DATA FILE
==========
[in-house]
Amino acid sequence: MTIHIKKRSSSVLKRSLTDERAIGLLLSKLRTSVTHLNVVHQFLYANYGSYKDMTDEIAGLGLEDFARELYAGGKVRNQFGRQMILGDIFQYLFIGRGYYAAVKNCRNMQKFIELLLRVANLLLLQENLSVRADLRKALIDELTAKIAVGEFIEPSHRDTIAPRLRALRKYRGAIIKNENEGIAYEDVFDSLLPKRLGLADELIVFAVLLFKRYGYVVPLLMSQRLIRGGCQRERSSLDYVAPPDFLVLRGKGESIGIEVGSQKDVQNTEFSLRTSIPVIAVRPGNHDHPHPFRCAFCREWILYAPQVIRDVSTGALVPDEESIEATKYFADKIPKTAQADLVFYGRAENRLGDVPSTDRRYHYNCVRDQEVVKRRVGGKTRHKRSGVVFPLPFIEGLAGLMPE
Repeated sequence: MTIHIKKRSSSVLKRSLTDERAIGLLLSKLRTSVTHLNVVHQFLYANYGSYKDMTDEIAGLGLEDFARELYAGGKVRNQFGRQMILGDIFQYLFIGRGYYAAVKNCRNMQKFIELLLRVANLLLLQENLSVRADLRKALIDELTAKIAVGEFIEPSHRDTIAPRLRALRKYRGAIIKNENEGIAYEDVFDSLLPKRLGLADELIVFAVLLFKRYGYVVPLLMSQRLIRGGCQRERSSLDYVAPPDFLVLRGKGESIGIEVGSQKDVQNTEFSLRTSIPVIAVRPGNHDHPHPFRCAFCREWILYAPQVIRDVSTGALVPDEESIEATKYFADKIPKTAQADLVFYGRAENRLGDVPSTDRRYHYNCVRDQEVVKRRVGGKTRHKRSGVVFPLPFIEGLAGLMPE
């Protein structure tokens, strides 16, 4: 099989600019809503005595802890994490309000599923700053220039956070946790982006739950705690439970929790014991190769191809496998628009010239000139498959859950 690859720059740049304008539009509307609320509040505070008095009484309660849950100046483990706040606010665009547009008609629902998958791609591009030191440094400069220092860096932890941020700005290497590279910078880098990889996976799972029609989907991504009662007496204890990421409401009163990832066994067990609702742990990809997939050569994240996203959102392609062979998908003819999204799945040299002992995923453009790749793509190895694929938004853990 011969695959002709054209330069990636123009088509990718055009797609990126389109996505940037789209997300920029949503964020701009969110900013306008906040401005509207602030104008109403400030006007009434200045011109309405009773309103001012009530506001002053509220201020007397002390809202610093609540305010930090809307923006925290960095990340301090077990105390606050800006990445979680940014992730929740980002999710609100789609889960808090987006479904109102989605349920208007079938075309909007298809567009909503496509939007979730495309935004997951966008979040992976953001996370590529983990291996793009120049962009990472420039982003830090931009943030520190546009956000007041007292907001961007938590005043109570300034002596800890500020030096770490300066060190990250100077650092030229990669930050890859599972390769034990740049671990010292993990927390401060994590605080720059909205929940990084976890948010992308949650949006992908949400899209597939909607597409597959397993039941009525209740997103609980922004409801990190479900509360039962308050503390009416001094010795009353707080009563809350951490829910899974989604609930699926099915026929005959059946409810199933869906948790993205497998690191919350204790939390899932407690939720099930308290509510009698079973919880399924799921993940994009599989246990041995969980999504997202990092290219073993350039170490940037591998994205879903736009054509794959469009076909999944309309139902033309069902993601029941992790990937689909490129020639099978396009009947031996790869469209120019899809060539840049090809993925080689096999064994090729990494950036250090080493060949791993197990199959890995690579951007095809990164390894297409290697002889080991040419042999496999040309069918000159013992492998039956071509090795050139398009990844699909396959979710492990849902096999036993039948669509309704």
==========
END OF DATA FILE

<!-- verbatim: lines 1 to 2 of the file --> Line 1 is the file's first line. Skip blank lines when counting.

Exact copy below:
[in-house]
Amino acid sequence: MTIHIKKRSSSVLKRSLTDERAIGLLLSKLRTSVTHLNVVHQFLYANYGSYKDMTDEIAGLGLEDFARELYAGGKVRNQFGRQMILGDIFQYLFIGRGYYAAVKNCRNMQKFIELLLRVANLLLLQENLSVRADLRKALIDELTAKIAVGEFIEPSHRDTIAPRLRALRKYRGAIIKNENEGIAYEDVFDSLLPKRLGLADELIVFAVLLFKRYGYVVPLLMSQRLIRGGCQRERSSLDYVAPPDFLVLRGKGESIGIEVGSQKDVQNTEFSLRTSIPVIAVRPGNHDHPHPFRCAFCREWILYAPQVIRDVSTGALVPDEESIEATKYFADKIPKTAQADLVFYGRAENRLGDVPSTDRRYHYNCVRDQEVVKRRVGGKTRHKRSGVVFPLPFIEGLAGLMPE